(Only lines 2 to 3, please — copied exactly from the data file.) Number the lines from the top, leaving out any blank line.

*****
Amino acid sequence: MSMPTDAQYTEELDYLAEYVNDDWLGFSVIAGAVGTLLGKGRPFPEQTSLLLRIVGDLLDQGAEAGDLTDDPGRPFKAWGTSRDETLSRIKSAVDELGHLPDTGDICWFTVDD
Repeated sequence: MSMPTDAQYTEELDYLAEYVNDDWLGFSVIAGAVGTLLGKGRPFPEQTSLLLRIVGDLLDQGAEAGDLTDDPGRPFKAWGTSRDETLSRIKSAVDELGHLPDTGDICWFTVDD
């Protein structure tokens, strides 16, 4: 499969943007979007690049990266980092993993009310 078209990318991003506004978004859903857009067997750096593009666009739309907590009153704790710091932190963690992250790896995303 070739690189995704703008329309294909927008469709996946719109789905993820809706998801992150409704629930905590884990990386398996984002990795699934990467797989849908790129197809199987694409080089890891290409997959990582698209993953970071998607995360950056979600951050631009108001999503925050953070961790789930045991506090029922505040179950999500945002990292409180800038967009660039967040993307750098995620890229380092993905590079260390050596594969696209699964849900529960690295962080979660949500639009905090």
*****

Repeated sequence: MSMPTDAQYTEELDYLAEYVNDDWLGFSVIAGAVGTLLGKGRPFPEQTSLLLRIVGDLLDQGAEAGDLTDDPGRPFKAWGTSRDETLSRIKSAVDELGHLPDTGDICWFTVDD
């Protein structure tokens, strides 16, 4: 499969943007979007690049990266980092993993009310 078209990318991003506004978004859903857009067997750096593009666009739309907590009153704790710091932190963690992250790896995303 070739690189995704703008329309294909927008469709996946719109789905993820809706998801992150409704629930905590884990990386398996984002990795699934990467797989849908790129197809199987694409080089890891290409997959990582698209993953970071998607995360950056979600951050631009108001999503925050953070961790789930045991506090029922505040179950999500945002990292409180800038967009660039967040993307750098995620890229380092993905590079260390050596594969696209699964849900529960690295962080979660949500639009905090």